The Ku Klux Klan is suffering from declining influence and plagued by infighting, according to a new report from the Anti-Defamation League. The 152-year-old hate group's "most consistent activity" is handing out hate literature, and their chief targets are Black Lives Matter, LBGT issues such as transgender bathrooms, Muslims, immigrants, and keeping the Confederate flag flying, per the report. But as far as fliering goes, USA Today points out a year-over-year drop, with the ADL recording 86 such incidents in which fliers were left at people's homes in 2015 and 78 in 2016. There was a slight increase on one front, though: The report finds 42 active Klan-affiliated groups in 2017 as compared to 37 in early 2016, though most have fewer than 25 members.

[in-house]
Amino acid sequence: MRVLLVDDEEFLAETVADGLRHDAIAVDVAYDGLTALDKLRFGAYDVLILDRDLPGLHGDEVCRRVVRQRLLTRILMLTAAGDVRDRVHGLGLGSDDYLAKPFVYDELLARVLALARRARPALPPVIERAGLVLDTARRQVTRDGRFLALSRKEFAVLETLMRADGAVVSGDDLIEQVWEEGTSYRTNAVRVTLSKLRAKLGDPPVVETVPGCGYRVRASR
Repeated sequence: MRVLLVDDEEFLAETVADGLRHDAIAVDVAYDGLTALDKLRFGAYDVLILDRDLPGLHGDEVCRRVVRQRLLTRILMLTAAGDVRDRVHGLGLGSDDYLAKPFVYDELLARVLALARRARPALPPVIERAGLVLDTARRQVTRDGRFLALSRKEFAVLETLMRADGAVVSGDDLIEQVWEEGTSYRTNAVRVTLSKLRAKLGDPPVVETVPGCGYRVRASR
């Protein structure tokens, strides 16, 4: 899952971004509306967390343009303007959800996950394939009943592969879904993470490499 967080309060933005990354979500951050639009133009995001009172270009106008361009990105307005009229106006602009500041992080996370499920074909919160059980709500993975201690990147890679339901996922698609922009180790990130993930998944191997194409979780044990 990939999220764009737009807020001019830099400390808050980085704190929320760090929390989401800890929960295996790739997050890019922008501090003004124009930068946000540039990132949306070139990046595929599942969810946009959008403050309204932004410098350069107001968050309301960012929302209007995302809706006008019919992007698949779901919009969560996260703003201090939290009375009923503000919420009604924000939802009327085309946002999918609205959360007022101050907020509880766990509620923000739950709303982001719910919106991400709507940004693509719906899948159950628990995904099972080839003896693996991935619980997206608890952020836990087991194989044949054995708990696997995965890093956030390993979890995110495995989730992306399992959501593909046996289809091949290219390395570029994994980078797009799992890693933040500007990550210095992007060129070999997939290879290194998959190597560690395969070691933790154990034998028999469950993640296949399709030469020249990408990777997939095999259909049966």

They have held activities in 33 states in the last 18 months, but attendance has been light, with USA Today citing two June events that drew just 10 and 12 people, respectively. Distrust has wracked the ranks, with members dissing each other on social media. The ADL notes one post from a Klan member griped there are "more Imperial Wizards on Facebook then there is at Hogwart's Academy." While the head of the ADL’s Center on Extremism says the KKK has "largely failed to maintain the notorious status they once had," ADL CEO Jonathan Greenblatt warns that Klan acolytes still represent a danger. "These hardened racists and bigots are looking to spread fear," he says, warning that unhappy members may move on from the "small and fractured" KKK to other extreme far right groups. (This KKK leader's murder was allegedly a family affair.)